The local council, the National Trust, the Headland Preservation Group, and local residents (including Tony Abbott’s sister) oppose the proposal because it would involve demolition of heritage buildings, contravene the previous plan for a public park on the headland, and set a precedent for commercial exploitation of all the former harbour defence sites.

The proposal requires approval by the Trust and federal environment minister Greg Hunt. However, the Trust’s chief executive Geoff Bailey has already advised the Council to drop its opposition, because, he says, the proposed institution’s residents would appreciate the “soothing quality of the natural setting”.

A Trust board member also appears to have a conflict of interest, being the chairperson of Retirement Living Today, a digital company that advises businesses which target elderly citizens.

Nevertheless, the federal Minister and the Trust are virtually certain to give the proposal the nod.

History’s not junk, it’s a commodity

The Abbott government is also considering residential development of one of Sydney’s beachside national parks at Malabar Beach headland, as well as the nearby Anzac Rifle Range, although it has promised the NSW Rifle Association it won’t have to leave the range until the government provides another site.
History is repeating itself. In 2012 after vigorous objections by the Association the Labor government abandoned plans to incorporate the range into the national park.

Earlier, in the 1970s a geological survey by the state and federal governments found that deposits of the excruciatingly expensive prime “yellow block” sandstone needed for maintenance of historic government buildings existed below the rifle range.

However, a scheme to quarry the stone was dumped after very active lobbying by the users of the rifle range, and by NSW sandstone quarrying firms, who argued that it would drastically affect levels of employment in their areas.

Speaking of sandstone, last week the state government called for expressions of interest in the long term lease of two of the city’s most impressive late 19th-century sandstone structures, the Lands Department and Education Department buildings, and in their conversion to boutique hotels.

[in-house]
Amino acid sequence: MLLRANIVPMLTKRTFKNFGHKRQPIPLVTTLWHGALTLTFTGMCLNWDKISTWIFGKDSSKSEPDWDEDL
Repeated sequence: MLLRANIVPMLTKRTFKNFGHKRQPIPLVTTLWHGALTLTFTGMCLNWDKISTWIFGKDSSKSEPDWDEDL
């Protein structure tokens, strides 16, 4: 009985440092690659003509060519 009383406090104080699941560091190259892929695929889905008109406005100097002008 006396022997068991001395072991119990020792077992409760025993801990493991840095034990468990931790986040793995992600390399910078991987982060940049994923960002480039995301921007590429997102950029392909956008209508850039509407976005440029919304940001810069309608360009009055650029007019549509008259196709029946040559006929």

The project would strip the city of two landmarks that have historic associations with both these critical government functions. It would also involve a massive cost in relocating the two departments to new rented premises.

However, the government is now treating its assets as commodities which should be sold off if that would benefit the private sector. State Finance Minister, Dominic Perrotet, declared: “It makes no sense to waste those sandstone buildings housing bureaucrats in prime CBD real estate. This decision means they will be open to the public and open to tourism across the world”.

Carrying the minister’s argument to its logical conclusion, the two departments would presumably be relocated to an area where rents are cheapest, outside the CBD. That says everything about the approach of the Coalition, which has little respect for public education, the public service in general, or the public itself, for that matter.

Unless the coalition is removed from office, the monstrosity of Barangaroo is likely to be repeated around the harbour and throughout the inner city, and that would be a disaster for the entire nation.

Next article – Survivors returning to Kinchela